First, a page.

Album Review: Filter – Crazy Eyes

Published On April 5, 2016 | By Haydon Benfield | Albums, Music

Two bands; both formed in Ohio; both electronic infused industrial metal; both are one-man-as-a-band outfits.  One is Trent Reznor’s Nine Inch Nails, and the other is Richard Patrick’s Filter.  At this point in his career Patrick is probably sick to death of such comparisons, but in the music industry you get compared to the popular, the archetypal, and the critically acclaimed; these are the ones against which the benchmarks are set.  That Patrick has stated that Reznor is a good friend – “like a brother” – and “a mentor”, as well as the fact that he and Filter co-founder – now former-member – Brian Liesegang, played in Pretty Hate Machine­ era Nine Inch Nails just makes the comparison even more apt.

Filter - Crazy EyesSonically Crazy Eyes, the seventh album from Filter, harks back to Short Bus and Title of Record but has been produced to provide a bit of ‘oomph’ – that kick that ties a band’s live sound and energy to their studio work – that these earlier records lacked.  Album opener Mother E perfectly exemplifies this update to the angsty, lo-fi, Filter of the nineties with Patrick intoning “I’ve got my reasons and my reasons are sound” defiantly before giving voice to the angst and screaming “Mother/I’m a man in hell”.  It’s Nine Inch Nails’ The Downward Spiral all over, but satisfying all the same.  The least satisfying part of the song is Patrick’s voice, and this is a bugbear throughout Crazy Eyes, which sounds like he gargled with gravel and kerosene before each take.  As mean as it may sound, I kind of hope that there is a medical reason for Patrick’s rough and raspy vocals because a conscious choice to apply this vocal style to the album would represent a major misstep.

Welcome To The Suck (Destiny Not Luck) feints that it’ll fulfil the role of the obligatory soft song, but quickly dives head first into being a brutal, dark, aural assault.  Even the soft orchestral sounds of a string section during the song’s bridge are used to augment the song’s tension, showing a maturity in composition, and making it the records standout track.  Wedging Welcome To The Suck between Take Me To Heaven and Head Of Fire, which are both examples of the alternative/hard-rock radio-friendly-unit-shifter songs that Patrick seems compelled to throw on each album would, on the face of it, seem to amplify the songs strengths through juxtaposition, but in reality it simple acts to dilute and dissipate its power by removing an sense of cohesion across the record.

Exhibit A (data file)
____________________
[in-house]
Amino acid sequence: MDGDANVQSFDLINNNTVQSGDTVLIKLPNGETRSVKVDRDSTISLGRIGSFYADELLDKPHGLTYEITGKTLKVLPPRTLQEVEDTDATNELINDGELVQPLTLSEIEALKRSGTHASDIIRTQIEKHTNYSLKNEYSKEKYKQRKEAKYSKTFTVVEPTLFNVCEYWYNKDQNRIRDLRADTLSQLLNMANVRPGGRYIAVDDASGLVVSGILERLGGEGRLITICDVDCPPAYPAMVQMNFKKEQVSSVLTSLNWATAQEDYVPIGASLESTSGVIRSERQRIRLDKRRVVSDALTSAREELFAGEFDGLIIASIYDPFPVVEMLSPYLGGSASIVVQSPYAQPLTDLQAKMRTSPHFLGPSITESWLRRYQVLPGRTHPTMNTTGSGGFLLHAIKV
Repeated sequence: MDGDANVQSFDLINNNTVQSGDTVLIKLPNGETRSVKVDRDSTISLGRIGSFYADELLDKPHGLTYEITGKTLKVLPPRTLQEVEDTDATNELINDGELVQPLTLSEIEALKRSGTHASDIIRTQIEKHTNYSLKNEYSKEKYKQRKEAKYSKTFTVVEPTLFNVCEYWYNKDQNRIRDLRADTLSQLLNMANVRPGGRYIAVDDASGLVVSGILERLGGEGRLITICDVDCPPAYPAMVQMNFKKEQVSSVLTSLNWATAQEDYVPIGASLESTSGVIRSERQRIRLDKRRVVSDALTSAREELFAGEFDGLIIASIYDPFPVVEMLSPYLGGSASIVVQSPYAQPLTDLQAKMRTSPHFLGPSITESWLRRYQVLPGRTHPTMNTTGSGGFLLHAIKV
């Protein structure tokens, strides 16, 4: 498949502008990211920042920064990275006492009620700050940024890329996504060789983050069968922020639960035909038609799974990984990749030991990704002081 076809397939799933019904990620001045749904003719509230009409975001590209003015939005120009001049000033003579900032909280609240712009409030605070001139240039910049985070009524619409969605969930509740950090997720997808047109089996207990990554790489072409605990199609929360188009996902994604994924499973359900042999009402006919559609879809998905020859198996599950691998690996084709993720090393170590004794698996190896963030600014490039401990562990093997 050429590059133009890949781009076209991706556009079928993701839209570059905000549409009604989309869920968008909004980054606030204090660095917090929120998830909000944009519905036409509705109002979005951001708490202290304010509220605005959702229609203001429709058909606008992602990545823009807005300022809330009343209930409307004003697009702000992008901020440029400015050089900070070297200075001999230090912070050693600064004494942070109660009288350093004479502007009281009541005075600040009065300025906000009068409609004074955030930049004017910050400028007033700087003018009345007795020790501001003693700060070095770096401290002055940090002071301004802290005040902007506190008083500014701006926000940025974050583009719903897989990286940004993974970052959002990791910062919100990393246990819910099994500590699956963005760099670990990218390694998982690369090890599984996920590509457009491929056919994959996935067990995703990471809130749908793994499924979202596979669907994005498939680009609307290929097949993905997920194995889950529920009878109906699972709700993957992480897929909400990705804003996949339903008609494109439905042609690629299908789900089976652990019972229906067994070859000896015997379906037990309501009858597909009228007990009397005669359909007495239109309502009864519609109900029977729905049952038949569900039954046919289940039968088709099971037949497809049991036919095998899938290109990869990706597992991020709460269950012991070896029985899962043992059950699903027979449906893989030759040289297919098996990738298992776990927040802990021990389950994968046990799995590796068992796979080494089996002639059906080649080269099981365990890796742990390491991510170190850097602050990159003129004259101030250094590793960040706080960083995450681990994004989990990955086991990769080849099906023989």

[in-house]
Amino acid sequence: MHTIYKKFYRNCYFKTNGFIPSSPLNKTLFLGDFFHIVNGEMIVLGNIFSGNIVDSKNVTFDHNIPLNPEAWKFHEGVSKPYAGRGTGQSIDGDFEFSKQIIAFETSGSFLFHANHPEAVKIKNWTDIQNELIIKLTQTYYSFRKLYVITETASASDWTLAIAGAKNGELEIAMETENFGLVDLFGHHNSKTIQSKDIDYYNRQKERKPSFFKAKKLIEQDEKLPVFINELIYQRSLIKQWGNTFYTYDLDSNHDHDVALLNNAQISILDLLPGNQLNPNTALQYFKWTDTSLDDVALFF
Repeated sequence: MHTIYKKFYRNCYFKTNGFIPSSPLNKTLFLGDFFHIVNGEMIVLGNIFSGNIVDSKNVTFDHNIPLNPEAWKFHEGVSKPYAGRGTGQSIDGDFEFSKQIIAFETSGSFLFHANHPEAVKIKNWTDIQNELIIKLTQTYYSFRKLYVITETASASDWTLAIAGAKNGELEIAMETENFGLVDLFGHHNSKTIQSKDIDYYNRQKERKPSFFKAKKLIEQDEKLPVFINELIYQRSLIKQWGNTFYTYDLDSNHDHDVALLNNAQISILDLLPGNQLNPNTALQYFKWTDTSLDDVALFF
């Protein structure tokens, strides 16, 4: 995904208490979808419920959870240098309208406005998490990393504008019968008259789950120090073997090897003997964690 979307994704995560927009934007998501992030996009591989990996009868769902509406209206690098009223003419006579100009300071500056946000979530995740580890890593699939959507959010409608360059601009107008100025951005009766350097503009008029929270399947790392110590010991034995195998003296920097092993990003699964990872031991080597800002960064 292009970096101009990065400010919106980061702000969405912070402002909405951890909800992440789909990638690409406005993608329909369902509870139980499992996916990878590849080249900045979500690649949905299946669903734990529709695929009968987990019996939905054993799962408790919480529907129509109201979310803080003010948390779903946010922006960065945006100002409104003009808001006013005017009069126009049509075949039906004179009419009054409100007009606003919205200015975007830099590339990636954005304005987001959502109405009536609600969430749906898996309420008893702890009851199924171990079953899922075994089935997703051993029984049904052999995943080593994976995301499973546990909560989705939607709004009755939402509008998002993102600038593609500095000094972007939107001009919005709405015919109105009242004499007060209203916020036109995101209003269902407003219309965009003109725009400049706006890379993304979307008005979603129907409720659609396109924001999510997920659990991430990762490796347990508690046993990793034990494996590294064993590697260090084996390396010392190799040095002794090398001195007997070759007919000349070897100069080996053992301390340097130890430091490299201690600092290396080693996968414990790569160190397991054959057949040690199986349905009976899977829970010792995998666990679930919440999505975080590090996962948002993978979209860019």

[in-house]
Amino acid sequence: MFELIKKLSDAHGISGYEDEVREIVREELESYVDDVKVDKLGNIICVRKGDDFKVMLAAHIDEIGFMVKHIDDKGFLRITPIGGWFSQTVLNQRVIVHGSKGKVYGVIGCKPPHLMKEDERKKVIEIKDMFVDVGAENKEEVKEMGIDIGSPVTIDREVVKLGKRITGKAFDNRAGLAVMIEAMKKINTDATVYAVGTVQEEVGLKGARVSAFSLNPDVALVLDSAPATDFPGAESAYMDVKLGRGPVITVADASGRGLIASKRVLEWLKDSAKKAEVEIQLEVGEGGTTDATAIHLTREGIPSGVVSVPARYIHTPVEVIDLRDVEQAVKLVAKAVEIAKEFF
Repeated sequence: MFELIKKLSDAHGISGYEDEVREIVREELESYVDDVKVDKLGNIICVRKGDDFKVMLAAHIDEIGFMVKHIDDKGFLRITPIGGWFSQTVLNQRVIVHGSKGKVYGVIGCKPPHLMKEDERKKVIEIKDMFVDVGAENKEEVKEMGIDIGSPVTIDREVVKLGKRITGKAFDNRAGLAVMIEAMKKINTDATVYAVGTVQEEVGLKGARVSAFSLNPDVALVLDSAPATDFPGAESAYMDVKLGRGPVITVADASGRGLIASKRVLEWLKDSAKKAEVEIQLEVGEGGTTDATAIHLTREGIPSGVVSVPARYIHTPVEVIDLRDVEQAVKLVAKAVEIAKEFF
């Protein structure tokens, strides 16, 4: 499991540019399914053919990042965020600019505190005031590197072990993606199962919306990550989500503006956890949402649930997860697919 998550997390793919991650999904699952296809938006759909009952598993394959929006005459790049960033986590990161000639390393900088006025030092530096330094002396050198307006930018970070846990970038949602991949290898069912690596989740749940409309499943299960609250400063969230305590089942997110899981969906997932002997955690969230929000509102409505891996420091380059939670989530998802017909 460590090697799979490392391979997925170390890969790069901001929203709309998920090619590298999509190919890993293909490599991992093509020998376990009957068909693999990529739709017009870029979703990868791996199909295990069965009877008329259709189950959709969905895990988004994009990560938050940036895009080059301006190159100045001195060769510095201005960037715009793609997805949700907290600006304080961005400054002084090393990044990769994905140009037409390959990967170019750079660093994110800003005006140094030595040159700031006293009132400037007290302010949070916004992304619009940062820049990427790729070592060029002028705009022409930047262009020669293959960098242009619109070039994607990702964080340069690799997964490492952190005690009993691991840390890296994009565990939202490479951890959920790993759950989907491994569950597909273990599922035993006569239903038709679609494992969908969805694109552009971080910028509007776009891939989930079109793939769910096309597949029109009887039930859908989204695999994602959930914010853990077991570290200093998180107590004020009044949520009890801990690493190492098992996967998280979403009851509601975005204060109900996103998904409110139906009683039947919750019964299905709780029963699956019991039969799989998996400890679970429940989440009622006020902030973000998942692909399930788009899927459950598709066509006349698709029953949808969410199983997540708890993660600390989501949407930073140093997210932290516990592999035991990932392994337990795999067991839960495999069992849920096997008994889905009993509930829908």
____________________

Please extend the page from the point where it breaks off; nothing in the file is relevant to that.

The six minute Under The Tongue, with its gorgeous snare drum, tonal explorations, and voice as just another instrument, should have been used as an exclamation mark to end Crazy Eyes, but instead the quiet, acoustic guitar driven lament of (Can’t She See) Head Of Fire, Part 2 ends the record, which is disappointing as Head Of Fire didn’t need a revisit, and Part 2 is no Hurt.  And this brings me back to Reznor and Nine Inch Nails; Nine Inch Nails has never been limited to one particular sound, one small patch of aural ground within the genre’s confines, but a cohesion across an album has always been maintained, with any drastic shifts occurring in the space between records, not on them.  Patrick tries to cover too much ground on one record, creating the feeling of a collection of songs instead of the feeling of an album.  Had Crazy Eyes featured a unity of purpose, the great songs on the record could have been extended to making a great album.

3.5 / 5 stars     

About The Author

::: Haydon is an amateur at everything who knows a little about everything, and a lot about nothing. After having had careers in retail and administration, he looks forward to establishing himself in an industry where he will be constantly stimulated intellectually and creatively.

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